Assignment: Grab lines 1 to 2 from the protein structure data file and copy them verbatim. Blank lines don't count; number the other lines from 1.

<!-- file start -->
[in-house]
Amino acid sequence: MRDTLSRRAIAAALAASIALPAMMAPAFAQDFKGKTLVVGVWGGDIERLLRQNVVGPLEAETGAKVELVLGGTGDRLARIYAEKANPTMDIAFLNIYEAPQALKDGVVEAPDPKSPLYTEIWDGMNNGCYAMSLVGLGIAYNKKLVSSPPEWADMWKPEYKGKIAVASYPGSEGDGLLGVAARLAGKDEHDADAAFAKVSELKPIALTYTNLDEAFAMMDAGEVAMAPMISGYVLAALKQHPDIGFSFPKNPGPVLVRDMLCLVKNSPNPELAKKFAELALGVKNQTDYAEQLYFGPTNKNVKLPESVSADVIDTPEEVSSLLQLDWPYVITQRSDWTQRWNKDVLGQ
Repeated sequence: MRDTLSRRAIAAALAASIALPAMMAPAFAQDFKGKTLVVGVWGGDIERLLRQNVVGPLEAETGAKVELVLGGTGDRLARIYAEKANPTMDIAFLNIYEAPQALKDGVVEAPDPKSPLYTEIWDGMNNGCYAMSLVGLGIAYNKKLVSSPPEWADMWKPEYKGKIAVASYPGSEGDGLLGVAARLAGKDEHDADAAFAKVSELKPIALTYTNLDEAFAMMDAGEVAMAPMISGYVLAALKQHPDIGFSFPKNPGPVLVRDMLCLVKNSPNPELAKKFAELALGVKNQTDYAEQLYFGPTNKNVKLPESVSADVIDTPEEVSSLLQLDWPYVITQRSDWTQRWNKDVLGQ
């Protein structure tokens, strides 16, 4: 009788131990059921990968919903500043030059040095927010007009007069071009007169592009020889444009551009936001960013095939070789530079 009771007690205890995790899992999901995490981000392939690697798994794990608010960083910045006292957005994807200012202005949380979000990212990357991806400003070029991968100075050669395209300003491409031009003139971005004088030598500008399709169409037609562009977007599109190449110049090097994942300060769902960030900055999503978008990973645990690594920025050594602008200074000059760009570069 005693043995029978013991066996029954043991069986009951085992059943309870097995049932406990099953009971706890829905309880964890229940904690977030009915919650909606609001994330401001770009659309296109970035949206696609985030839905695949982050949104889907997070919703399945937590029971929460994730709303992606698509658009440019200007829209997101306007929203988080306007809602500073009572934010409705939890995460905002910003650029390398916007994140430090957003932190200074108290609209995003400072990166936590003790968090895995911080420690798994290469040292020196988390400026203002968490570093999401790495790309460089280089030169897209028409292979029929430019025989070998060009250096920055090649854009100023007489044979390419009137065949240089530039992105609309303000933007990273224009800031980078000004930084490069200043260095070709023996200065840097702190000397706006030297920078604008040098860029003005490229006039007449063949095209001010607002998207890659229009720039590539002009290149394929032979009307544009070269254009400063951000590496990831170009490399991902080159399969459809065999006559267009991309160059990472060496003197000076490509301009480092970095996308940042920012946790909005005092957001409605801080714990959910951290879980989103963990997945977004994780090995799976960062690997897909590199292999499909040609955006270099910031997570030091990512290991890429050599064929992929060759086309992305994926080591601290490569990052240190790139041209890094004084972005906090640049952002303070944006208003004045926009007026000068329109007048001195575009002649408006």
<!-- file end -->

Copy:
[in-house]
Amino acid sequence: MRDTLSRRAIAAALAASIALPAMMAPAFAQDFKGKTLVVGVWGGDIERLLRQNVVGPLEAETGAKVELVLGGTGDRLARIYAEKANPTMDIAFLNIYEAPQALKDGVVEAPDPKSPLYTEIWDGMNNGCYAMSLVGLGIAYNKKLVSSPPEWADMWKPEYKGKIAVASYPGSEGDGLLGVAARLAGKDEHDADAAFAKVSELKPIALTYTNLDEAFAMMDAGEVAMAPMISGYVLAALKQHPDIGFSFPKNPGPVLVRDMLCLVKNSPNPELAKKFAELALGVKNQTDYAEQLYFGPTNKNVKLPESVSADVIDTPEEVSSLLQLDWPYVITQRSDWTQRWNKDVLGQ